Mary Beth Writes

Len and I went to the March for our Lives in Milwaukee today.

Here are of our observations and thoughts.

First: There were as many not-young people as young ones. It was the most age-diverse protest/march I have ever attended and that felt good. This is a young person’s movement right now, and that's awesome – but the reality when one is there feels far less “youth vs old people” than the media makes this out to be. People young and old and in-between want our laws to reflect the common sense of the majority of American citizens.

Meaning: Get rid of assault weapons. Institute an assault weapon buy-back. Close the damn loopholes. This is not hard.

Do Not let the NRA run our Second Amendment conversation to their own profits. Citizens don't need war weapons. there were plenty of hunters and veterans in the march today. 

This caught my attention. The young people who spoke were GOOD! They were clear, cogent, impassioned, and inspiring. I have been to many protests/marches in my life and usually (sorry to confess this now) one just wanders away after one walks with the crowd. But not this time.

The kids talked FIRST and they were gripping speakers. How did these kids pull this off so well?

The young woman speaker from Union Grove made people clap and laugh with this: “I and some others planned the walkout at Union Grove High School. Someone asked me ahead of time how many I thought would be there. I said to myself, well, there’s me, I have five friends and they each have a friend – so many 10? 

"170 students walked out that day.”

The crowd cheered.

Then: “So then I heard they were accepting videos from kids to consider who could speak here today, I made a video and sent it in. You know how grown-ups sort of roll their eyes and say, yes, that’s nice?” Well, here I am!”

Friends, look at that.  These kids used their smart phones to audition to speak. The organizing kids considered the videos, and got the sense of a person’s passion and abilities. 

This time the speakers were not famous or “entitled by previous leadership”. These young people used the tools they all have in their pockets. 

This is how the internet and smart phones and social media CAN be used.  This levels the field away from privilege and towards skill, ability, and talent. 

Next observation: When you are marching in a traffic tunnel– cheers and chants are VERY loud. That was the best use of an underpass ever...

Finally: It was cold out there! The wind was directly off the lake; wind-chill was 20-25 degrees. I’m not really warm yet.

 

Here are a few of the photos Len and I took.

3/24/2018 Milwaukee

3/24/2018 Milwaukee

3/24/2018 Milwaukee

3/24/2018 Milwaukee

3/24/2018 Milwaukee

3/24/2018 Milwaukee

3/24/2018 Milwaukee

Comments

Awesome!

The nation is listening to, and motivated by, her leaders.... the youth!

I was happy to read your reflections. Hopeful!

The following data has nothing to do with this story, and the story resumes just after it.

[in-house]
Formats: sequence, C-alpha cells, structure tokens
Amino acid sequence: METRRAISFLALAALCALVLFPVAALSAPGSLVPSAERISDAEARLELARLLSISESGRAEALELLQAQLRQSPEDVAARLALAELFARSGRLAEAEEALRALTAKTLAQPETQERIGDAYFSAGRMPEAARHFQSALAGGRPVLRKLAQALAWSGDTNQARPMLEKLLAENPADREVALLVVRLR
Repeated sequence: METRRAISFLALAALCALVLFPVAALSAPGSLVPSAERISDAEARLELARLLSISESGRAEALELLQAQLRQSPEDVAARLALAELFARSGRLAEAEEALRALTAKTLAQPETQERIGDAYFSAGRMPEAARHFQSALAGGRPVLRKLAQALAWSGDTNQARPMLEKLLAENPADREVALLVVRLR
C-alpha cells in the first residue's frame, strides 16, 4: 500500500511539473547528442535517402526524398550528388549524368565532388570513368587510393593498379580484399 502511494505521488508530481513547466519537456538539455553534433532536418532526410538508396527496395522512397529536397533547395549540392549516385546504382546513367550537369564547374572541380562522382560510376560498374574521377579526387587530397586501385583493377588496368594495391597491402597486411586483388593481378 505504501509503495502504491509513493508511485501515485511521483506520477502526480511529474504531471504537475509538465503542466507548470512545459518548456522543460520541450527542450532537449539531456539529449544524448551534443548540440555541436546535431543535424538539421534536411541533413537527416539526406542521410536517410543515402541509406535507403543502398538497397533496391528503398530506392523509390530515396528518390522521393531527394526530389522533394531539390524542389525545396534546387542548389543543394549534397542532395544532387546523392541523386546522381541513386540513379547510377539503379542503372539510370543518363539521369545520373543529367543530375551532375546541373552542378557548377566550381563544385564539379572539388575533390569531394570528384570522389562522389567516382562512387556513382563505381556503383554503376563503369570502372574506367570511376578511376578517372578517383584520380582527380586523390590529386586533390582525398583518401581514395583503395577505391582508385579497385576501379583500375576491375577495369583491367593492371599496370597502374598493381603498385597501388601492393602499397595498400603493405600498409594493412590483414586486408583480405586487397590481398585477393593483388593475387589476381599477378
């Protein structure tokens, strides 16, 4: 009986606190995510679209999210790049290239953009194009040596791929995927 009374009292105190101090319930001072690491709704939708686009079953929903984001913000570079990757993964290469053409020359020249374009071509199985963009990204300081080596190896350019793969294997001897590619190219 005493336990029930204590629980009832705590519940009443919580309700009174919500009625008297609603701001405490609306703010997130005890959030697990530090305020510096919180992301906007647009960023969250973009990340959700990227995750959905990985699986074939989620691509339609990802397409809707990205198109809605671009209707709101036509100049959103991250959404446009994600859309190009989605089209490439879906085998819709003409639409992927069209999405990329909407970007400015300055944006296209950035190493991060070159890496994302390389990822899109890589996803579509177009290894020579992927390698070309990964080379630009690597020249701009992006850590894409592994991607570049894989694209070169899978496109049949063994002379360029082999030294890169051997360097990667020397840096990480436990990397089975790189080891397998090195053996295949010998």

You can either fight the future or walk with it

Thanks for sharing your experience! This movement gives me some hope for the future.

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Let's go to Canada. It will be beautiful and convenient and nothing will get too crazy.

Hi! Len and I returned home at 1:30AM from our 15-day road trip through eastern Canada and Maine and more.  

In case you ever wondered, you CAN go to the “Glazed and Confused” donut shop in Syracuse, NY at 9 in the morning, peruse the  Erie Canal museum https://eriecanalmuseum.org/ and then drive back in Waukesha - all in one 16-hour day. We are generally closer to interesting places than we know.

But I get ahead of myself.

An afternoon in Sault Ste. Marie, Ontario

Sault is a French word that mean topsy-turvy as in the rapids on the St. Mary river that tumbles between the US and Canada. Or summersaults. Isn’t that cute?

We walked a lot that first day. We thought the Ermatinger Clergue National Historic Site; which is two old houses that we wanted to see, were just around the corner from where we parked. Nope; more like two miles there and two miles back.  But it was a brisk day and after our hot, humid Wisconsin summer it was delicious to wear a jacket and not sweat.

Mountain Top Toddler

We drove to Chicago to help care for our 2-year old granddaughter. There is a lot going on in their family as is true of any family with a toddler, a new infant, and two working parents. Such as; my daughter went back to work the same week their daycare center closed for a 10-day break. A perfect storm of domestic hoopla. 

We only watched her from 7:30AM until 4PM on Monday and Tuesday. When our son-in-law came home from work, he took over. Other relatives are watching her the next few days. 

Here are three things I noticed about taking care of a toddler.

"Death Comes for the Archbishop" and How to drive to the Y without a map.

I read Willa Cather’s “Death Comes for the Archbishop” when I was in high school. I heard it was an important book which made me curious (still does), so I borrowed it from the library and read the whole thing.

It was mud. I didn’t care about the characters; two middle-aged priests who go to the American southwest to build and strengthen the Catholic church. Snooze. Nothing cohesive happens. They do a bunch of walking around in the desert followed by episodes of trying to be helpful a few days here, a few years there. Yawn.

When Weaving is NOT a Metaphor

I wrote this 12 years ago.  It's long and even I get confused as to what I wrote when one gets about half way through this  - and I was there!   But some of you will be interested to read how those "ethnic weavings" from Guatemala begin.  Next time you buy something hand woven, for less than $20, you will understand that price is not right.

.....

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